Sunday, April 24, 2011

Identity 7.4 - "Patchwork Stitched from the Threads of Fate"

Act four on FFN.

In other news, I've finished chapter four of "Before and After," which is what I've been working on since concluding book one of Identity. I expect that to be out sometime early next week.

Anyhow, commentary below.

This installment (and the next two) are a little shorter, but with that comes a better focus. We don't really get started until we're focused on Sindoor. I thought it best to remind, since I've not mentioned it in a while, about the last battle of the war twenty years prior, how Bailu decimated the lower village and everything in it. It's really that event that's formed Sindoor's mentality, a thought process to use magic when needed, as a defining part of their culture, but Sindoor still has vast misgivings about its use in the long-term. It's why she doesn't, at least before now, use it very much herself. You might note that the only times we see her using magic are when she shows Ranma the battle, when she talks to Kohl on Jusendou, but as we gather from Kohl's implication last act, he's never seen her use it first-hand. It surprises him that she would start.

But here, this is why I backed down on Sindoor using her overt powers, to have it be as much of a surprise (well, maybe) to the readers as it is to the rebels who try to kill her. It was my hope to set this up as a turning point, not only in the chapter but for Sindoor personally. As much as she wants to refrain from using magic, using overt power herself, she's given no choice, neither by these assassins nor by the Amazons. And though she was reluctant, she brings her full force.

We switch to Kohl, where his death brings back a faint, distant memory. In retrospect, I think this is something I'd like to delve into more in the future--Kohl's childhood. I could only touch it rather cursorily here, but what we do see is that Kohl's ideals have been instilled in from from a very early age. It's really defining for him. "Do your duty." "Protect the people." It's what Kohl's chosen for himself, and maybe for once, he strayed, he deviated. He did something for himself, for Tilaka, and that's caused him some major grief, but as we see here, it's also saved his life. This scene was the reason I set up Kohl's confrontation with Tilaka in act one. Tilaka's been practicing, and at last, it pays off. Whatever Kohl's doubts have been about the path he's walked, he also should realize--he does realize--that a friend is a powerful thing. For people who are so stubbornly independent, who think their magic can do anything and they need not rely much on others, a bond between two people changes the outlook.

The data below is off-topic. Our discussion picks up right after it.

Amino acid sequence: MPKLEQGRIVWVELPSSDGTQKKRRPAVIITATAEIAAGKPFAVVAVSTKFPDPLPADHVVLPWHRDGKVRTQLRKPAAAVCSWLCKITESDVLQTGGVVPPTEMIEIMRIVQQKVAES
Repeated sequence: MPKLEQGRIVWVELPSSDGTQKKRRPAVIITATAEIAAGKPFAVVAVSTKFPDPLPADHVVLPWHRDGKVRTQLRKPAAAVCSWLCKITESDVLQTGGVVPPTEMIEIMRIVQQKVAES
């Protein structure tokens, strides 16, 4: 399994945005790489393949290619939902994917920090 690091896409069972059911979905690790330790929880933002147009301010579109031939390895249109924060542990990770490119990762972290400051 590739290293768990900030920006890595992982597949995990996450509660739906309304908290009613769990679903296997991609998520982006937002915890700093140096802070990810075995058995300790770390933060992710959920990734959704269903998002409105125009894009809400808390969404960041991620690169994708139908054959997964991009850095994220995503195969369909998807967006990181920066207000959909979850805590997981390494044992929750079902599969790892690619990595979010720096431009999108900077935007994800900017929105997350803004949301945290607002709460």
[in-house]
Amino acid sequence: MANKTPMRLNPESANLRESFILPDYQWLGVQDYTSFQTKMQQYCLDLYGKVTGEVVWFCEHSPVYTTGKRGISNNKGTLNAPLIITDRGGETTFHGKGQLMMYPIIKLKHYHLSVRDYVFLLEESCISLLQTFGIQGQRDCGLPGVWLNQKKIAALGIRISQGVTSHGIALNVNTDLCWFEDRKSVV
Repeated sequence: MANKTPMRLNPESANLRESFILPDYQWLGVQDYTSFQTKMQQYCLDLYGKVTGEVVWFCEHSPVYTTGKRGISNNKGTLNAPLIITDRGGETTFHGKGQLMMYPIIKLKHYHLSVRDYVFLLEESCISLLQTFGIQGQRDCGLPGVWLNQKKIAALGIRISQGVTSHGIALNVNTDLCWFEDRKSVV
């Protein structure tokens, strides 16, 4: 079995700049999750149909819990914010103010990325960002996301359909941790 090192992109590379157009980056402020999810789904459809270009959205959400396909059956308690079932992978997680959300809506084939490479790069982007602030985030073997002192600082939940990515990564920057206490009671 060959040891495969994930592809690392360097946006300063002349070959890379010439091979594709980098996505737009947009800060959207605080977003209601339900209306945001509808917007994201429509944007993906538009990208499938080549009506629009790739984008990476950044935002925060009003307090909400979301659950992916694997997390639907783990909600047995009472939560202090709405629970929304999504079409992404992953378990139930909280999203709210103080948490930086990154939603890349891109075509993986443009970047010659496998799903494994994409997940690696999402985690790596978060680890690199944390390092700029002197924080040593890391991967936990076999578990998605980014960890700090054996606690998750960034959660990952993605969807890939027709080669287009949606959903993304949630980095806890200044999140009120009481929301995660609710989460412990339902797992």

I know there's been some speculation or theorizing as to just who Sindoor is, and in context of the two scenes above, maybe that's something one can figure out, or maybe it's not. I will say, however, that her identity is fixed, and I'm not going to just come out of nowhere and say she was this instead of that. She's not a stranger who just came in and took the Sorcerer throne. She belongs there.

We get to Xiu and Akane, and something I definitely wanted to keep up was the apparent hostility between them. Xiu is not someone you get along with. He's just...well, not nice. And maybe that's a bad thing to have in a character, someone who seems to have no dimension, no redeeming qualities. Does Xiu get to that level? Maybe not. But I admit, I didn't write him to be sympathized with. Even as an ally, he's supposed to be someone to dislike, for it hints at the betrayal he would commit later.

Again, I go back to my old outlines, and I see just how long I've been thinking about doing this. Ranma is stabbed (and I'm pretty sure, by Xiu) since my chapters five through seven outline from last summer. That in itself rather surprises me, because I didn't think I'd had the idea for what that will lead to for so long, but there you are. You surprise yourself. But one reason I went through with it is that it absolutely makes sense. The rebels don't want a Sieve. That doesn't mean rescuing Ranma. You can see that in the rope-maker's dialogue in act one; it's not even on her mind until Akane suggests it, until Akane basically forces her to, lest she reveal to Akane that she was really planning on killing him. And it's not like she can kill Akane there, in her shop, without someone noticing. So really what we have is that the rebels went along with saving Ranma not because they wanted to but to keep from blowing their cover. And for them, it doesn't turn out well. Xiu gets caught. They have to stab Ranma, and they don't get Sindoor dead.

But here we are. Ranma's on the floor, bleeding out, and so far, he's yet to wake up. I did think it a little...contrived, perhaps, that Ranma still won't awaken even as he's being saved, and as we'll see, he'll stay asleep for some moments, but I'm a big fan of mind trips (perhaps too big a fan), and having Ranma's mind locked in that prison is a big opportunity, in my opinion, to explore the pathology of his thoughts. It's something I'll do in the next act, anyway.

I think that'll do for this week. See y'all Friday.

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